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Wednesday, May 29, 2024

‘Krone’ weakens as oil prices fall

Norway’s krone has been losing value again this week, after oil prices sunk back to where they were last spring. It cost just over NOK 8.50 to buy one US dollar Wednesday afternoon, even after oil prices slightly recovered.

A sudden dive in oil prices clouded the recently booming fortunes of Norwegian oil companies this week, and weakened Norway’s krone, but there was at least a slight recovery on Wednesday. PHOTO: Equinor/Thomas Sola

The price of a barrel of Norway’s North Sea crude oil, the country’s most important export product, has fallen from around USD 86 in early October to just USD 65 on Wednesday morning. A barrel of the North Sea crude edged up to USD 66.85 early Wednesday evening but that’s still around USD 20 less than where it traded just a month ago.

That always affects Norway’s economy, which has been recovering from the oil price collapse in 2014. Cost-cutting by oil companies active on the Norwegian Continental Shelf, not least Norway’s own Equinor, means they’re still profitable, but the value of oil usually has an immediate effect on the country’s currency.

The oil price fall is now linked mostly to higher production, with both OPEC oil and the US’ shale oil pumping an unexpectedly high amount of oil into the market. More oil from Iran is also expected on the market after the US relented on sanctions and “allowed” other countries to import oil from Iran.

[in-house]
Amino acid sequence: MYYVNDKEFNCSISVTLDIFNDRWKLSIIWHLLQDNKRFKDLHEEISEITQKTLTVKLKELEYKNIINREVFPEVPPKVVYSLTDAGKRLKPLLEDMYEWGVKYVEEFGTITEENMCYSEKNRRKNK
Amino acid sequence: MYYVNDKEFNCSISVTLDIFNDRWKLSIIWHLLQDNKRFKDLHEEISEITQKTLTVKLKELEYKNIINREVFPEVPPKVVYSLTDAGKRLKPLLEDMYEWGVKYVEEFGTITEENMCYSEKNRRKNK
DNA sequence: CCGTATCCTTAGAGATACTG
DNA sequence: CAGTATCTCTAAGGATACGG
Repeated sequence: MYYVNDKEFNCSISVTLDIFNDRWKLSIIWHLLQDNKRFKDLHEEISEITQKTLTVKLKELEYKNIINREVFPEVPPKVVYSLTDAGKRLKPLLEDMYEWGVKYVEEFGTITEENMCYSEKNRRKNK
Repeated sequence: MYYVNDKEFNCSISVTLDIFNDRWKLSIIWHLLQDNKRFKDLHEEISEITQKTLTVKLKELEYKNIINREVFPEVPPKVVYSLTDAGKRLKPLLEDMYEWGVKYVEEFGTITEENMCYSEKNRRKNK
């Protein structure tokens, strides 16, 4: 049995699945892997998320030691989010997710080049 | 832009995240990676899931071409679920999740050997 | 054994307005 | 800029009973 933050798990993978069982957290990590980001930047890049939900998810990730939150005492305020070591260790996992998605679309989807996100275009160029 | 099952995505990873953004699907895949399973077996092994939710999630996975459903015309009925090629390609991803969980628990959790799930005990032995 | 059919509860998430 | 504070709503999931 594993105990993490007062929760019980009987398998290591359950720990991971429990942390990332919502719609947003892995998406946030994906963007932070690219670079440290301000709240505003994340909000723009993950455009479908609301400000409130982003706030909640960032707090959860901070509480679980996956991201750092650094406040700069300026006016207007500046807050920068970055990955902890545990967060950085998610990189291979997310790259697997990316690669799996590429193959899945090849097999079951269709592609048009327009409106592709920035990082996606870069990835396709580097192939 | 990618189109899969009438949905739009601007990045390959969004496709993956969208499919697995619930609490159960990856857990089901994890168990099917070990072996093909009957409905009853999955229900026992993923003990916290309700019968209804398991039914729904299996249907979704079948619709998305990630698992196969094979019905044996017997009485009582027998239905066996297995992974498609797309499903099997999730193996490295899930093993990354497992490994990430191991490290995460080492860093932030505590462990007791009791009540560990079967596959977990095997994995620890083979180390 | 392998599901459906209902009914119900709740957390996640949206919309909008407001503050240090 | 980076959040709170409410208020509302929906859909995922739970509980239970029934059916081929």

Norwegian Broadcasting (NRK) also reported on Wednesday that several analysts expect lower demand for oil, while some speculators who misjudged the market are keen to dump oil before prices fall any more.

NRK, calculating that the price of North Sea crude has fallen around NOK 150 per barrel since the beginning of October, reported that the lower prices mean that NOK 177 million less per day is flowing into the state treasury and Norway’s huge Oil Fund set up to save oil wealth for future generations. Norway generates revenues from its own direct ownership of oil fields, from Equinor’s dividends (since the state still owns 67 percent of the company formerly known as Statoil) and from the taxes and fees Norway imposes on businesses in the oil industry.

There was no real cause for alarm, however, since the state gets most of the oil money it uses in the state budget from returns on the Oil Fund. Oil prices are volatile, and at least one Norwegian analyst still thinks the price of North Sea crude may top USD 100 a barrel again. Berglund



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